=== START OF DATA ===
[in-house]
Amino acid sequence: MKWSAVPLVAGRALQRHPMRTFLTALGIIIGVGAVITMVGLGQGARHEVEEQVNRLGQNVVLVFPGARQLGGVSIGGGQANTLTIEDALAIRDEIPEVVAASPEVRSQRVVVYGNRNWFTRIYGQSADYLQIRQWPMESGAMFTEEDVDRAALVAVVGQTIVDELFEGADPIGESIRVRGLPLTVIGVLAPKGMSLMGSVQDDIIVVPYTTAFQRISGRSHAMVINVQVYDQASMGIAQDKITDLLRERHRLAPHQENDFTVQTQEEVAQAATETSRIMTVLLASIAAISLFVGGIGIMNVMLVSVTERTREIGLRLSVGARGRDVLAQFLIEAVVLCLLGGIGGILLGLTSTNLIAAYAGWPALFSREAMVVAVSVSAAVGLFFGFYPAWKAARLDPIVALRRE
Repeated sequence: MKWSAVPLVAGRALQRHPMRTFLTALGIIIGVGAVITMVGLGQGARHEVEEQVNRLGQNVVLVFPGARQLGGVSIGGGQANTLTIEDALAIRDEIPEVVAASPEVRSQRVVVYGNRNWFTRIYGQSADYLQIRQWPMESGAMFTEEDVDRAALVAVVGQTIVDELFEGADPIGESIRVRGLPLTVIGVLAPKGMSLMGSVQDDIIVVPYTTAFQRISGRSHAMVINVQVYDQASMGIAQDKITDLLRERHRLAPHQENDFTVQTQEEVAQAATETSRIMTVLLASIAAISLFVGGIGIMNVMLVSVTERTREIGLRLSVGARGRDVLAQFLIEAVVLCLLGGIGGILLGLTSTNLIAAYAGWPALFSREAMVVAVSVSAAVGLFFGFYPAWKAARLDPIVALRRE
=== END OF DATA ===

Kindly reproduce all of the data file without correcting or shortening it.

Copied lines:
[in-house]
Amino acid sequence: MKWSAVPLVAGRALQRHPMRTFLTALGIIIGVGAVITMVGLGQGARHEVEEQVNRLGQNVVLVFPGARQLGGVSIGGGQANTLTIEDALAIRDEIPEVVAASPEVRSQRVVVYGNRNWFTRIYGQSADYLQIRQWPMESGAMFTEEDVDRAALVAVVGQTIVDELFEGADPIGESIRVRGLPLTVIGVLAPKGMSLMGSVQDDIIVVPYTTAFQRISGRSHAMVINVQVYDQASMGIAQDKITDLLRERHRLAPHQENDFTVQTQEEVAQAATETSRIMTVLLASIAAISLFVGGIGIMNVMLVSVTERTREIGLRLSVGARGRDVLAQFLIEAVVLCLLGGIGGILLGLTSTNLIAAYAGWPALFSREAMVVAVSVSAAVGLFFGFYPAWKAARLDPIVALRRE
Repeated sequence: MKWSAVPLVAGRALQRHPMRTFLTALGIIIGVGAVITMVGLGQGARHEVEEQVNRLGQNVVLVFPGARQLGGVSIGGGQANTLTIEDALAIRDEIPEVVAASPEVRSQRVVVYGNRNWFTRIYGQSADYLQIRQWPMESGAMFTEEDVDRAALVAVVGQTIVDELFEGADPIGESIRVRGLPLTVIGVLAPKGMSLMGSVQDDIIVVPYTTAFQRISGRSHAMVINVQVYDQASMGIAQDKITDLLRERHRLAPHQENDFTVQTQEEVAQAATETSRIMTVLLASIAAISLFVGGIGIMNVMLVSVTERTREIGLRLSVGARGRDVLAQFLIEAVVLCLLGGIGGILLGLTSTNLIAAYAGWPALFSREAMVVAVSVSAAVGLFFGFYPAWKAARLDPIVALRRE